Although we are bombarded with ads showing the latest and greatest device, how often do we fall for the marketing hype and upgrade our devices? It's not as often as you think according to a new survey.
Office Depot conducted a study of 1,018 Americans who owned smartphones in November 2019. It wanted to explore consumer's habits with their tech devices, like how often they upgrade their device, what factors make them upgrade and how much they're willing to spend on device repair.
The survey showed that users reported upgrading their smartphones every 3 years while upgrading their laptops every 4.8 years. But the reasons and money spent vary widely by device and user.
The most common reasons users said that they upgraded their phones was due to their battery not holding a charge or their phone having a slow processing speed. Almost half of respondents (47%) reported a broken charging port as their main reason to upgrade.
Whilst a third of Americans upgraded items like wireless headphones (33%), smart home hubs (32%), and smartwatches (35%) annually, only 14% upgraded their smartphones and less than one in ten (8%) upgraded their laptops once per year.
Users did not immediately rush out to buy a new device, often spending cash on repairing their device. On average, smartphone users reported being willing to spend $112 to repair their device before upgrading to a new one.
The cost of devices were a factor in how long users expected their devices to last. People who purchased more expensive laptops, tablets and smartphones reported keeping their devices for a shorter amount of time before upgrading.
However people who purchased more expensive items such as smartwatches and wireless headphones kept these longer before upgrading.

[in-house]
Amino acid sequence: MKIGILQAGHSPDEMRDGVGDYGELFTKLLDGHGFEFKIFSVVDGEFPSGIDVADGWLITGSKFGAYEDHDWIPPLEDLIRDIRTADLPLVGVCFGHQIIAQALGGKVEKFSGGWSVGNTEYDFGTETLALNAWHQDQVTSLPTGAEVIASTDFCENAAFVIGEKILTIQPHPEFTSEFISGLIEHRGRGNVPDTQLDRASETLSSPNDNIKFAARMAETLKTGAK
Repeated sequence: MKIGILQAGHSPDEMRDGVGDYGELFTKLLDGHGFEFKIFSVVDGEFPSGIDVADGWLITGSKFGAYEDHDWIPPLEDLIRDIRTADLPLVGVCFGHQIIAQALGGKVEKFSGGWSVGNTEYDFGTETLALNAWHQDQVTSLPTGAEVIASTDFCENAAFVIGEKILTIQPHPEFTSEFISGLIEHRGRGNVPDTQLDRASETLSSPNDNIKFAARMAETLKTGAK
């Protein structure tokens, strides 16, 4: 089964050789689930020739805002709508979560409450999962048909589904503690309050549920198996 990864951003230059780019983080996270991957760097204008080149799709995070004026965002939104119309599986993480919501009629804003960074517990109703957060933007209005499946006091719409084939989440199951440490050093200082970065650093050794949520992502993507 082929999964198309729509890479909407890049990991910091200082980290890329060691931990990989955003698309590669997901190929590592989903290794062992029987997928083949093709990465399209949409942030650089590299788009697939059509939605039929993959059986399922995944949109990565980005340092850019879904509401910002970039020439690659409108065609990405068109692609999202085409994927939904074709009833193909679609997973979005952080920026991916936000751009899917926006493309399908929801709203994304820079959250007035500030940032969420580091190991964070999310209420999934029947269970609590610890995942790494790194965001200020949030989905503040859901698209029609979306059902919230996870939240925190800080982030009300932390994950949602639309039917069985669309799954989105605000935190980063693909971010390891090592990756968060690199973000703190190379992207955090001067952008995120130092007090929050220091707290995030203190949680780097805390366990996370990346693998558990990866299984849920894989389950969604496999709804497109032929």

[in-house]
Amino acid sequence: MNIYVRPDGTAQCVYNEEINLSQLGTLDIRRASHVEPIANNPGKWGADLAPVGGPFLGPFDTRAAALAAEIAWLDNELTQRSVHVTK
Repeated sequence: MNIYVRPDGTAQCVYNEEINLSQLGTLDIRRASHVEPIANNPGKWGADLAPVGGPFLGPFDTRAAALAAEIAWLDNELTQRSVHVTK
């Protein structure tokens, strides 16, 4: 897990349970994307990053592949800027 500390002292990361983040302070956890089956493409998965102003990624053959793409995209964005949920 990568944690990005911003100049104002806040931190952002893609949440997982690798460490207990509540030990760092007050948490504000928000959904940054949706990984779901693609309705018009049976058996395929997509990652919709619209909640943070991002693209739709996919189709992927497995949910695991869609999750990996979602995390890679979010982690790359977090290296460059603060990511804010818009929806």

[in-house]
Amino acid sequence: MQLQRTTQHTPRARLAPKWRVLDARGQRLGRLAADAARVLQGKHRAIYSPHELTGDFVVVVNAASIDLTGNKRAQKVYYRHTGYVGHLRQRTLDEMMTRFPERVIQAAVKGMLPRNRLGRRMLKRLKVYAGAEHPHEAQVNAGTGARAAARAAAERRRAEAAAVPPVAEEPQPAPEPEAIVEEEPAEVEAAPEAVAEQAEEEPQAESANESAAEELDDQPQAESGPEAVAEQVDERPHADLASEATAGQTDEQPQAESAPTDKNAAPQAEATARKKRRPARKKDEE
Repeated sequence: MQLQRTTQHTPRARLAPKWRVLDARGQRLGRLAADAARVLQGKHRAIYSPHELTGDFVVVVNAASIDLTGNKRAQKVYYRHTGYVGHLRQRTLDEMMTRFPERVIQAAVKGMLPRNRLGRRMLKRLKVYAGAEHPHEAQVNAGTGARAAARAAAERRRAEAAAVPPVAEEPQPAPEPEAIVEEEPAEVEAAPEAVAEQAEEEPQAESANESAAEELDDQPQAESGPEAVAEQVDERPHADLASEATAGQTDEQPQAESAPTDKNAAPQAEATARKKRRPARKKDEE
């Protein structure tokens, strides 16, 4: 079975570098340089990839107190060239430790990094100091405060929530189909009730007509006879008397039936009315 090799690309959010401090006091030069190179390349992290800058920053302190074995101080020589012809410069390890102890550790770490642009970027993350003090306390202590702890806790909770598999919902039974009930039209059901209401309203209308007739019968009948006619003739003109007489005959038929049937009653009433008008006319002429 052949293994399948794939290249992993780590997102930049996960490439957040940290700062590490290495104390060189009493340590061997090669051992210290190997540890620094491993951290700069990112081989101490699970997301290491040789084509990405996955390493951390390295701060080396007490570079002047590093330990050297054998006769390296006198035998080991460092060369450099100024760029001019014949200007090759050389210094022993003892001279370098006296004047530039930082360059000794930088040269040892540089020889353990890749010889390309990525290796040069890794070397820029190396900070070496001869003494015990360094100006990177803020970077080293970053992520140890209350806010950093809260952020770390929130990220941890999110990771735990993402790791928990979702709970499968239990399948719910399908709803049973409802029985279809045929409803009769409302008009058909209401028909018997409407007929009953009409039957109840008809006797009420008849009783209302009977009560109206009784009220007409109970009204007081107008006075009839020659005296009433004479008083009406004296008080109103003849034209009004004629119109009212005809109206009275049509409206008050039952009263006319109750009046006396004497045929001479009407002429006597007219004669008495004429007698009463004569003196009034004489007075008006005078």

Almost three in ten (28%) reported that they had enrolled in a smartphone upgrade plan, and of those, one third (34%) were enrolled with Apple's iPhone upgrade plan and 31% enrolled in Samsung's upgrade plan.
Apple users are most likely to be enrolled in a smartphone upgrade plan, spending $281/year on smartphone use compared to $196/year for Android users.
Based on average cost and average years of use, millennials pay the most yearly for their smartphone at $238 per year, while baby boomers pay the least at $152 yearly. In contrast, the average cost of a smart home hub is $34 per year.
Most respondents reported their current smartphones were in good or excellent condition, even when old. Only 5% of four year old smartphone owners said they were in poor condition.
Americans will only upgrade when a new gadget's advantages are too great to ignore. They are not swayed by the latest bells and whistles on a phone.
If they want their devices to last, they will buy good quality and will not be distracted by the latest marketing hype – regardless of what the manufacturer says.
Technology progresses so fast nowadays -- it leaves much –loved items behind. Here are some of my favorite items that sadly no longer exist in their original forms.
The Doogee N100 is a superb, entry-level phone, which is tough enough to stand up to the knocks and bumps of everyday use. It also has a battery that will last and last.
The Doogee S95 Pro is a very useful rugged phone with superb add-on modules that will take rough handling in its stride.
Best ideas for practical geeks.